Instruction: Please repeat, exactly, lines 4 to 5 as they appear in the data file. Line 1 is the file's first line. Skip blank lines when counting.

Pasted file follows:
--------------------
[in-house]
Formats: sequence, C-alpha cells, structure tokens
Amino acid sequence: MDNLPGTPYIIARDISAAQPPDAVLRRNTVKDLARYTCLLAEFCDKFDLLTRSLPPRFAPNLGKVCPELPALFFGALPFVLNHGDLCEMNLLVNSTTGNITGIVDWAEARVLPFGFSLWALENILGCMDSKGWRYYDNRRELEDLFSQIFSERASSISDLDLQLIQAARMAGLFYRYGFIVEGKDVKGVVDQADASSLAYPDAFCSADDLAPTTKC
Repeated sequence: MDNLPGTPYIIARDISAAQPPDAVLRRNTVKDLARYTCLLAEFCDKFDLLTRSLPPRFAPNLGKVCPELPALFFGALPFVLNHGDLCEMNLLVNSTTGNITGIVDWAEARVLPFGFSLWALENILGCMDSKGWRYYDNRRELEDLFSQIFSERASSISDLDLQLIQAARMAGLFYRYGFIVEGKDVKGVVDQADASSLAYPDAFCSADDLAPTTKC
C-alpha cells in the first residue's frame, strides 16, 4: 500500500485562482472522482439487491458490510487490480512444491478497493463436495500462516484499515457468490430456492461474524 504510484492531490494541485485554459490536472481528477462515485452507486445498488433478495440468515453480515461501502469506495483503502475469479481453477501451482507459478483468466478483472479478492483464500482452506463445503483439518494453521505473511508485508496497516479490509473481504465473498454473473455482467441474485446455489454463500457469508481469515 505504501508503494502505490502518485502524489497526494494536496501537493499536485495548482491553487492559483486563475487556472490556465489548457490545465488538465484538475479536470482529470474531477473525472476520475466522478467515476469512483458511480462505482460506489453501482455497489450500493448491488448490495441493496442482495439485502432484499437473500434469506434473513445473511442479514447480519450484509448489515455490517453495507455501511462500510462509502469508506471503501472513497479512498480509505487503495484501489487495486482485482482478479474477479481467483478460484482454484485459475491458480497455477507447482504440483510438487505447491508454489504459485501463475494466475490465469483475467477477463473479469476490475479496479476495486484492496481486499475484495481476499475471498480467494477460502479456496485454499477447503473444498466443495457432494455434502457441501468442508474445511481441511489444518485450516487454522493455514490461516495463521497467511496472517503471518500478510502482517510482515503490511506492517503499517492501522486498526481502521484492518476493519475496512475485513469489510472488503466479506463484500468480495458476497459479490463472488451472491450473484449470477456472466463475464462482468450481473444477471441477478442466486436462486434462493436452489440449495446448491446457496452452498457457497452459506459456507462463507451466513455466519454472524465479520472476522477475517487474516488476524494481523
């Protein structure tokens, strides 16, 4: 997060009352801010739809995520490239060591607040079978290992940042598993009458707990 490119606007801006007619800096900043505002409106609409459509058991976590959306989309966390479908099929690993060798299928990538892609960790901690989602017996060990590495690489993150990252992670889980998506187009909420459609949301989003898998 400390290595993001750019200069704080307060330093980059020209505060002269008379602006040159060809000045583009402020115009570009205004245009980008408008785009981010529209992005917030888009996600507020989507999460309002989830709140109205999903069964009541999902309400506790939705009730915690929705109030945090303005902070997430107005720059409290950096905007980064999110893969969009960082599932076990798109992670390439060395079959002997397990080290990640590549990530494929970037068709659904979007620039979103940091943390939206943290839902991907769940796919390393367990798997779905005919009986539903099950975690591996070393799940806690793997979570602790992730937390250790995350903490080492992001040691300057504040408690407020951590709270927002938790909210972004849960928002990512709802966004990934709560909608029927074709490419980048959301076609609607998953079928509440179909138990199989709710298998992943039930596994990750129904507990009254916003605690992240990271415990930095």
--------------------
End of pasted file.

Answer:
Repeated sequence: MDNLPGTPYIIARDISAAQPPDAVLRRNTVKDLARYTCLLAEFCDKFDLLTRSLPPRFAPNLGKVCPELPALFFGALPFVLNHGDLCEMNLLVNSTTGNITGIVDWAEARVLPFGFSLWALENILGCMDSKGWRYYDNRRELEDLFSQIFSERASSISDLDLQLIQAARMAGLFYRYGFIVEGKDVKGVVDQADASSLAYPDAFCSADDLAPTTKC
C-alpha cells in the first residue's frame, strides 16, 4: 500500500485562482472522482439487491458490510487490480512444491478497493463436495500462516484499515457468490430456492461474524 504510484492531490494541485485554459490536472481528477462515485452507486445498488433478495440468515453480515461501502469506495483503502475469479481453477501451482507459478483468466478483472479478492483464500482452506463445503483439518494453521505473511508485508496497516479490509473481504465473498454473473455482467441474485446455489454463500457469508481469515 505504501508503494502505490502518485502524489497526494494536496501537493499536485495548482491553487492559483486563475487556472490556465489548457490545465488538465484538475479536470482529470474531477473525472476520475466522478467515476469512483458511480462505482460506489453501482455497489450500493448491488448490495441493496442482495439485502432484499437473500434469506434473513445473511442479514447480519450484509448489515455490517453495507455501511462500510462509502469508506471503501472513497479512498480509505487503495484501489487495486482485482482478479474477479481467483478460484482454484485459475491458480497455477507447482504440483510438487505447491508454489504459485501463475494466475490465469483475467477477463473479469476490475479496479476495486484492496481486499475484495481476499475471498480467494477460502479456496485454499477447503473444498466443495457432494455434502457441501468442508474445511481441511489444518485450516487454522493455514490461516495463521497467511496472517503471518500478510502482517510482515503490511506492517503499517492501522486498526481502521484492518476493519475496512475485513469489510472488503466479506463484500468480495458476497459479490463472488451472491450473484449470477456472466463475464462482468450481473444477471441477478442466486436462486434462493436452489440449495446448491446457496452452498457457497452459506459456507462463507451466513455466519454472524465479520472476522477475517487474516488476524494481523